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Reference Counting and Garbage Collection

All objects are reference-counted. An object’s reference count is increased whenever it’s assigned to a new name or placed in a container such as a list, tuple, or dictionary, as shown here:

a = 37       # Creates an object with value 37
b = a        # Increases reference count on 37
c = []
c.append(b)  # Increases reference count on 37

This example creates a single object containing the value 37. a is merely a name that refers to the newly created object. When b is assigned a, b becomes a new name for the same object and the object’s reference count increases. Likewise, when you place b into a list, the object’s reference count increases again. Throughout the example, only one object contains 37. All other operations are simply creating new references to the object.

An object’s reference count is decreased by the del statement or whenever a reference goes out of scope (or is reassigned). Here’s an example:

del a      # Decrease reference count of 37
b = 42     # Decrease reference count of 37
c[0] = 2.0 # Decrease reference count of 37

The current reference count of an object can be obtained using the sys.getrefcount() function. For example:

>>> a = 37
>>> import sys
>>> sys.getrefcount(a)
7
>>>

In many cases, the reference count is much higher than you might guess. For immutable data such as numbers and strings, the interpreter aggressively shares objects between different parts of the program in order to conserve memory.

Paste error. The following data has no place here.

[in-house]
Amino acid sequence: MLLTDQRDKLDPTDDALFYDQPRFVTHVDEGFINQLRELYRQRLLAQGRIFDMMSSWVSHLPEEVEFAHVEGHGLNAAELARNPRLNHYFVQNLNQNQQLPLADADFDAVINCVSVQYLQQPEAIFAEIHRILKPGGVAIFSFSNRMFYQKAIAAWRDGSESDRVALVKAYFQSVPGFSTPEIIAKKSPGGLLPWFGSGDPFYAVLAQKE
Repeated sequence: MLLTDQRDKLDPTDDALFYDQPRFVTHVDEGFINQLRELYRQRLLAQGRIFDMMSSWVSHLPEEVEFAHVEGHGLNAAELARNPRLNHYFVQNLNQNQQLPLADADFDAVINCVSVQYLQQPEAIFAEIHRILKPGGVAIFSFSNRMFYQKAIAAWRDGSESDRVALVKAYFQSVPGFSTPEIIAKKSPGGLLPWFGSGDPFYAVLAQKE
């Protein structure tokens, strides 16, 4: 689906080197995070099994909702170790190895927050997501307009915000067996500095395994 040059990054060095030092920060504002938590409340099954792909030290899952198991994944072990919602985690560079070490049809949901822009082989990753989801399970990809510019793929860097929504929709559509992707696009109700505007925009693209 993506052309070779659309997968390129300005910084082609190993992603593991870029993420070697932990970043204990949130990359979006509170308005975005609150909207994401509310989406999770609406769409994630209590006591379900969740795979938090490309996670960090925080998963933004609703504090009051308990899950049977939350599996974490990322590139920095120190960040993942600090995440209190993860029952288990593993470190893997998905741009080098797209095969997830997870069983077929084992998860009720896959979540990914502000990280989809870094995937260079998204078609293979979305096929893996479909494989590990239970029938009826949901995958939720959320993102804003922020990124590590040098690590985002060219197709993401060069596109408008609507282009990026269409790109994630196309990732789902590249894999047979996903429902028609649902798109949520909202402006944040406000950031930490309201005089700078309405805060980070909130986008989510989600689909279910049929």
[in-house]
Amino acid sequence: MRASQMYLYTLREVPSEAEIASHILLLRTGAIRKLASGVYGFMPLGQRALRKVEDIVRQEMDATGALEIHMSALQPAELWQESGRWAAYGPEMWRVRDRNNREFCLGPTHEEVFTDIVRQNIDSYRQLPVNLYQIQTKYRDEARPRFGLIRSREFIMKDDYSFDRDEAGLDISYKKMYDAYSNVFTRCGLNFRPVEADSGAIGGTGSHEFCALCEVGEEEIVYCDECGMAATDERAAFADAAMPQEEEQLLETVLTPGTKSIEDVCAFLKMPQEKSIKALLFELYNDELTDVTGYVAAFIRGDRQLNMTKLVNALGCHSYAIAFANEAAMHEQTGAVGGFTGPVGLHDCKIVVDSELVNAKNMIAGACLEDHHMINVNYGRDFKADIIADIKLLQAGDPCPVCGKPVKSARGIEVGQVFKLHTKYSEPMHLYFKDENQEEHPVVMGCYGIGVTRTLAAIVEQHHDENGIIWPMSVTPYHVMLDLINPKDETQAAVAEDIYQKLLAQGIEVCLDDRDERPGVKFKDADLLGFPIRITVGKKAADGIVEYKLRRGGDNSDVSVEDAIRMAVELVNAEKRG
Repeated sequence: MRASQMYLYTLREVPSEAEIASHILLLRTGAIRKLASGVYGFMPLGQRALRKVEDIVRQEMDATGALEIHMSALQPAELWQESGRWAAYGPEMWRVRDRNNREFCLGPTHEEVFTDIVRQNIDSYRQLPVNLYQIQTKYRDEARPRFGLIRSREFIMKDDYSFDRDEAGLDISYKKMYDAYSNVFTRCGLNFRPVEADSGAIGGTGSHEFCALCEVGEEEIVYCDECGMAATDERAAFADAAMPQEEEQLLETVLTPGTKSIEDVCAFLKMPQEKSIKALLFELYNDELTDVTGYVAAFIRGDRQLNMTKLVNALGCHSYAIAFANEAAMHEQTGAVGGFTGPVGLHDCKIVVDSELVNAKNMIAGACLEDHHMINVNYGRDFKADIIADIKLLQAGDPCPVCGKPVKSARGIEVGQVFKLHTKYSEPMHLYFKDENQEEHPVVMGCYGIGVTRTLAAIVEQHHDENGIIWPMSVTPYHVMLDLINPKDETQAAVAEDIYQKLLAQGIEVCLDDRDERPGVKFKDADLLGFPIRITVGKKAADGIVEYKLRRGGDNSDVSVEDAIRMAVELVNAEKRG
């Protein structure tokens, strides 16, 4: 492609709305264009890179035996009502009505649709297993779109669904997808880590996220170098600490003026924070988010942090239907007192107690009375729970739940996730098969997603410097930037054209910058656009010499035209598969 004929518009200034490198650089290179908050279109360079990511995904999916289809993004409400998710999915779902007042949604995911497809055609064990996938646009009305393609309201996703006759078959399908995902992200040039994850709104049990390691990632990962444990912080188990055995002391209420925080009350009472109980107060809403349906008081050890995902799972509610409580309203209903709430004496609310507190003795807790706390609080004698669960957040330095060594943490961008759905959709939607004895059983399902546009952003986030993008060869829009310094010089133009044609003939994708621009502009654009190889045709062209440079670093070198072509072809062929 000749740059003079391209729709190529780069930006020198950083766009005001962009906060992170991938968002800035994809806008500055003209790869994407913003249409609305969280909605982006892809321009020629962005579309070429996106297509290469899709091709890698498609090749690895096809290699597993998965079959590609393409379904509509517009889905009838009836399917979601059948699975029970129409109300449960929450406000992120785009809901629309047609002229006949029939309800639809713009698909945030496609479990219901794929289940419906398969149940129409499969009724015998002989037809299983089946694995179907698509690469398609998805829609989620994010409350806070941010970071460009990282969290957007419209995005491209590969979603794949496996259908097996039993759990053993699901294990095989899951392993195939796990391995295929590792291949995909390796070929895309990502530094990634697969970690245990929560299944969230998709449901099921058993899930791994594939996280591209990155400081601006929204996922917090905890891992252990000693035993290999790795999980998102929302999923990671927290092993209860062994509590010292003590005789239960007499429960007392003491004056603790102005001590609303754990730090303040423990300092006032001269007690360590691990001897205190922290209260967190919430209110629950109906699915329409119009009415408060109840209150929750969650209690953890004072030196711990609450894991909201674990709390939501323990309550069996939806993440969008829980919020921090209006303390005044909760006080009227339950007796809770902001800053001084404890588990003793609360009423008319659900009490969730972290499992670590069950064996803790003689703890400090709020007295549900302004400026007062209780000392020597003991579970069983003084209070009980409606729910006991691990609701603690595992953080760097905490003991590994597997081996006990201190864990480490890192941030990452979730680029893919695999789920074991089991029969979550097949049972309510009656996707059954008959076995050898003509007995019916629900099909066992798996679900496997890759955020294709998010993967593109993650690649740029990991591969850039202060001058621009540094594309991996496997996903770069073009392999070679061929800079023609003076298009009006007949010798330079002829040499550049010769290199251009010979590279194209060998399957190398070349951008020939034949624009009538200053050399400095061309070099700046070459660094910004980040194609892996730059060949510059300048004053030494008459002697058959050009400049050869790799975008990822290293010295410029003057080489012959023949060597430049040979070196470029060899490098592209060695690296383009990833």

When an object’s reference count reaches zero, it is garbage-collected. However, in some cases a circular dependency may exist among a collection of objects that are no longer in use. Here’s an example:

a = { }
b = { }
a['b'] = b      # a contains reference to b
b['a'] = a      # b contains reference to a
del a
del b

In this example, the del statements decrease the reference count of a and b and destroy the names used to refer to the underlying objects. However, because each object contains a reference to the other, the reference count doesn’t drop to zero and the objects remain allocated (resulting in a memory leak). To address this problem, the interpreter periodically executes a cycle detector that searches for cycles of inaccessible objects and deletes them. The cycle-detection algorithm runs periodically as the interpreter allocates more and more memory during execution. The exact behavior can be fine-tuned and controlled using functions in the gc module (see Chapter 13, “Python Runtime Services”).

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